More Thoughts on MDR Debate

So much chatter going on in Indian market around MDR, short for Merchant Discount Rate, thanks to NPCI making MDR zero for RuPay debit card transaction based on instructions from Finance Ministry. I had touched upon this topic once before here. However now coronavirus pandemic putting extra pressure on most of the businesses including payment facilitators, this topic is again making rounds. I felt like I should put together one post explaining my views in other post where I have supported the move of zero MDR.

First thing let’s talk about what is MDR and why it has been there as a key source of revenue for payment providers. MDR is the money that is paid by the merchant to the payment ecosystem used in facilitating the transaction. All the parties involved in the value chain i.e. acquirer, interchange and issuer get their share from this MDR including the third party technology or operations service providers used by these parties. MDR is typically a small percentage of transaction value, somewhere between 0.8 percent to 3 percent. Essentially what it means is that when you pay a merchant 100 Rs using your American Express credit card, the merchant actually gets only 97 Rs, while the 3 Rs are used to pay everyone involved in facilitating this exchange.

Now why would a merchant agree to take a cut in his/her income to facilitate this after-all it’s the merchant who drives the mode of transaction and not other way round. How often have you refused to deal with a merchant because he did not accept your credit card? You find a way to pay that merchant accepts and move on with your purchase. Then what is the answer? In a credit card world card company is facilitating the purchase by offering an instant credit to the customer thus taking a risk on the transaction, this risk taken by the issuer enables the purchase to go through, which may not have happened in case the credit was not issued at the time of transaction. Now here is something for the merchant to gain, he is gaining a sale, which may not have happened otherwise. That is the reason merchant doesn’t mind paying that MDR. Now issuer alone cannot support this massive ecosystem, so parts of this MDR is distributed among other participants in the ecosystem.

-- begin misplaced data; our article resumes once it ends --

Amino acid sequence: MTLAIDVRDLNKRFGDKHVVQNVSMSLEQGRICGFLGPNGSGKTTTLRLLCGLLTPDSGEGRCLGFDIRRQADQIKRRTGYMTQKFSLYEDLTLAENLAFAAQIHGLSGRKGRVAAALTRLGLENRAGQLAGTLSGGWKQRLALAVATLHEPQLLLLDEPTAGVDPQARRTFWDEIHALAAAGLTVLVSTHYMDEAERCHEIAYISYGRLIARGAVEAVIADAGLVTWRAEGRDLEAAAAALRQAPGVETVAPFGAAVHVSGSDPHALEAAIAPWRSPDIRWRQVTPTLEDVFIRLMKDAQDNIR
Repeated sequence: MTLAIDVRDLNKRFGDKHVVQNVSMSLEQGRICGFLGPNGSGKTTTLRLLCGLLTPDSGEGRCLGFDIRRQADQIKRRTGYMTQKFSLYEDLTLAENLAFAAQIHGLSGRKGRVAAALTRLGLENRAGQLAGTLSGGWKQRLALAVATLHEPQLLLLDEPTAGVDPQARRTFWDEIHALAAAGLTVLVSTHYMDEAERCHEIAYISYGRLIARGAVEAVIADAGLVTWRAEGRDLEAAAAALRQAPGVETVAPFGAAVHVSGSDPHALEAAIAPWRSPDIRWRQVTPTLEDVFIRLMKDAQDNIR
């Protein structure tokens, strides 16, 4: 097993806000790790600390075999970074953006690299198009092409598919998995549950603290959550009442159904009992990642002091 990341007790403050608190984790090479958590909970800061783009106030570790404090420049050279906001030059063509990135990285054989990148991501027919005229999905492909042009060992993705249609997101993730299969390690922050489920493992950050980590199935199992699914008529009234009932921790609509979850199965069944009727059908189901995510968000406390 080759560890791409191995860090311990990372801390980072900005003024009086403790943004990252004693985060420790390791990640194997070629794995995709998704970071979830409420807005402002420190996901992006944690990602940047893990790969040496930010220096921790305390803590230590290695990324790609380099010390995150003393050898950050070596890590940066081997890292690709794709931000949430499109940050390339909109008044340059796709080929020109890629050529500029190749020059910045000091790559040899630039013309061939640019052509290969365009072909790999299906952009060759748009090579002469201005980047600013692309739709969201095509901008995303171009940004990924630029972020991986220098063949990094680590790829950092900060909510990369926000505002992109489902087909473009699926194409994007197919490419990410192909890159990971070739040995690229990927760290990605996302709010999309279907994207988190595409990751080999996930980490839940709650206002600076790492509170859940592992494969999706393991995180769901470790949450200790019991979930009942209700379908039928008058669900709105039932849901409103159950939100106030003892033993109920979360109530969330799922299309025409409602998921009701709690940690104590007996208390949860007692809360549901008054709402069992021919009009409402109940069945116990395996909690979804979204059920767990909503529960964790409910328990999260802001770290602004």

If the MDR was for supporting the technology and operational cost for running the ecosystem, it would have been a flat fee and not a percentage of the transaction amount, because cost of processing a transaction remains more or less the same irrespective of the transaction amount. So primary reason a merchant agrees to pay an MDR is because issuer is taking a risk on the transaction by issuing an instant credit in order to facilitate the purchase. Bigger the amount, bigger the risk for the issuer.

Then industry launched debit cards in order for customers to access the funds parked in their savings and current accounts. Instead of reinventing the wheel, they decided to ride on the same infrastructure set-up for credit cards to facilitate debit card transactions as well but then they got too lazy and even copied the same MDR based business model. In case of debit cards customer has already parked funds in banks and banks are making more money from that money and it is responsibility of banks to facilitate access of funds in his/her bank account to its customer. Banks do not want customers to line up in the branches because that is the most expensive mode of transaction for banks, in order to save that cost banks have set up digital infrastructure to provide easy access to customers, this also includes POS/Payment Gateway infrastructure.

I am of the view that MDR model is fine for credit card universe however it does not make any logical sense for debit card transactions and issuer banks should bear the cost of these transactions instead of passing that cost to merchants or customers in anyway. Issuer banks should pay interchange and acquirers on fixed fees basis, then acquirers should compensate their technology and operations partners from their share. Interchanges as the bodies at the center of all this should facilitate working of a reasonable compensation mechanism for sustainable ecosystem growth.

Since the industry had been running on this illogical model for far too long everyone had gotten used to it; but zero MDR move by Government should work as a catalyst to drive this change and implement a more logical and sustainable business model, which is not designed to unreasonably favor the banks. Banks should not be allowed to only benefit from this entire ecosystem, while other partners share the entire burden of cost. I hope NPCI leads the way here with support from RBI and Finance Ministry to arrive at a agreeable solution that doesn’t ruin the payment facilitators and force them out of business. If that happens customer will be the biggest loser.

PS: This piece was originally published as my opinion piece on IBS Intelligence blog.

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